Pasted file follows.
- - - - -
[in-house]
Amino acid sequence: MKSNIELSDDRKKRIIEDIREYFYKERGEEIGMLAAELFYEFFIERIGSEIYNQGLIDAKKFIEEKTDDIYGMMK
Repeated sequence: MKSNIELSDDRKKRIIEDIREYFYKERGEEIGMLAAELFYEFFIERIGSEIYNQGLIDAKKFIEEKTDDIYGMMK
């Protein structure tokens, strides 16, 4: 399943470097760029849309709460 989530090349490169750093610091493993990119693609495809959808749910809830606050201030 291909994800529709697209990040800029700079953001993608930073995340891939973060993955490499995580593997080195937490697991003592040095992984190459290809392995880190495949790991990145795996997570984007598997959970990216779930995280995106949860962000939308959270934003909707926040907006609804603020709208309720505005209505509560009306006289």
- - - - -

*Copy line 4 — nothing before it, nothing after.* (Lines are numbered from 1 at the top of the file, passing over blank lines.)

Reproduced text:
């Protein structure tokens, strides 16, 4: 399943470097760029849309709460 989530090349490169750093610091493993990119693609495809959808749910809830606050201030 291909994800529709697209990040800029700079953001993608930073995340891939973060993955490499995580593997080195937490697991003592040095992984190459290809392995880190495949790991990145795996997570984007598997959970990216779930995280995106949860962000939308959270934003909707926040907006609804603020709208309720505005209505509560009306006289």